Mischpoke. That means, if you take the word at its word, a combination of mixing and kinship. And then there is the (decisive?) push in it, the poke, with which one gives a thing or a being in motion a different direction. Now then:

Mischpoke #2

This time they are the ones who change things:
Oval alias Markus Popp. In the radio play "Ovalorama" he deals with the connection between smell (here better: scent) and music. "With an undeniable instinct for the pleasantly irritating, the drastic and the dreamy, Oval continues to inspire and provoke to this day". So says the website, and if it's true, so be it. It's the thing about dreaming that the most horrible appears in the most beautiful and vice versa. Do dreams actually have soundtracks? In any case, soundtracks are the dreams of visual, narrative or olfactory events.

Clark, or Chris Clark, is a violinist and composer of film music, including the mystical thriller "Daniel Isn't Real", the story of an "imaginary friend" who becomes terribly real. Clark's story is that of a solipsist who gradually opens himself up to collaboration. And the story of an electronic musician who gradually (re)discovers the sounds of "old" instruments for himself.

Electric Indigo - Susanne Kirchmayr - is also expanding her compositional work from the concert hall and club to the theatre, for example for "Phaedra in Flames" (2023) at the Vienna Akademietheater, a non-binary overpainting of the ancient Greek myth. The founder of the international female:pressure network for the support of female, non-binary and transgender artists in electronic music is moving from earlier computer-based music to work with modular synthesizers in order to transcend the "pre-fabricated" in concert as well. It's all about making things move more and more fluidly. Liquid like water dancing over stones.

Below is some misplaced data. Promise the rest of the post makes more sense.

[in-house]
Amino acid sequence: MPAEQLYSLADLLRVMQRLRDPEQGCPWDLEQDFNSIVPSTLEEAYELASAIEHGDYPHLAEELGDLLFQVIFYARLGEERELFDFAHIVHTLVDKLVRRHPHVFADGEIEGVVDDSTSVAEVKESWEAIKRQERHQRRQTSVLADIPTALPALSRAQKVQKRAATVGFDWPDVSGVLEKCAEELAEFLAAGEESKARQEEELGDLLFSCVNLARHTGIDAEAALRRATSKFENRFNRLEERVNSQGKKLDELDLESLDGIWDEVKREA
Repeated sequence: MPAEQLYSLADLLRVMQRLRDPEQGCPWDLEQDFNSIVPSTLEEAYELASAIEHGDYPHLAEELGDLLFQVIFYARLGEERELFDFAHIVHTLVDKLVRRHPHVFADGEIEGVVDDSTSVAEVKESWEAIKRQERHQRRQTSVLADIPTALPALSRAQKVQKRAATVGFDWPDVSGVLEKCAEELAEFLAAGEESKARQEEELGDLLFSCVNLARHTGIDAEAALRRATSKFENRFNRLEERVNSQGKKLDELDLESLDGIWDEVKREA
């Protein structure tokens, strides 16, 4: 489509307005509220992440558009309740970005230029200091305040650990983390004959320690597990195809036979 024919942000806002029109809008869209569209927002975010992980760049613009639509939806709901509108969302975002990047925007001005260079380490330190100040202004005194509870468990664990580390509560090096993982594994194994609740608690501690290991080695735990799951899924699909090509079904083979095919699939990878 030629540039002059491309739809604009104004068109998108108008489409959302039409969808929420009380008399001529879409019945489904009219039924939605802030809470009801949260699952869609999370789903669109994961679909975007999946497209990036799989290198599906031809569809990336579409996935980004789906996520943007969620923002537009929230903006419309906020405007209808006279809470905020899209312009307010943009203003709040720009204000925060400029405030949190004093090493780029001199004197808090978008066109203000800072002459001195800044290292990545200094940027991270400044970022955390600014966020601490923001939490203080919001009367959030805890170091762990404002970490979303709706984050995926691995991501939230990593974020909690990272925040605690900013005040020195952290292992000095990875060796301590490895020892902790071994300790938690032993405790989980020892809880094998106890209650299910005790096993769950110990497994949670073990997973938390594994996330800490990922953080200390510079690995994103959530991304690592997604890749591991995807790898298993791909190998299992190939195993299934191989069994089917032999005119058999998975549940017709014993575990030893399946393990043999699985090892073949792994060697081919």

Gudrun Gut (Gudrun Bredemann) once helped open the doors between punk and art with DIN A TESTBILD and MANIA D. And that, too, must first occur to you: Vogelmixe - Heimatlieder Aus Deutschland (Berlin / Augsburg) (2016). Everything can be different - art doesn't need more democracy.

Four extremely interesting musicians intervene and play with four extremely interesting pieces of music. What unites them is the high degree of reflection and self-reflection and the openness to the most diverse influences, stylistic means and techniques.
The changeable ones:

Axel Ganz, aka Pondskater works on a process of "transparency" or "visibility" of music and interactions. What happens when you make music? What happens when listening to music? Comparatively adequately dealt with. But what happens in music? He has also worked for film and theatre, editing an enormous range of musical material. For him, music coding is not the smooth and "perfect" part of making music, but at the same time an object of research. Where do I want to go with the music? Yeah. And where does the music want to go with me?

Tidy Kid likes to play. He makes music like you paint and paints like you make music, it's music perforated by strange but not arbitrary things. Probably Tidy Kid would be the ideal composer/performer for a new, deconstructive version of Alice in Wonderland.

Ai is what krautrock is when there is no more kraut and no more rock, a transformation into the universal and fluid. One is on the way in many directions from jazz to electronic, and in the world anyway anyway, in order to find out what is substantial. What remains of Krautrock that sometimes it's hard and tough work.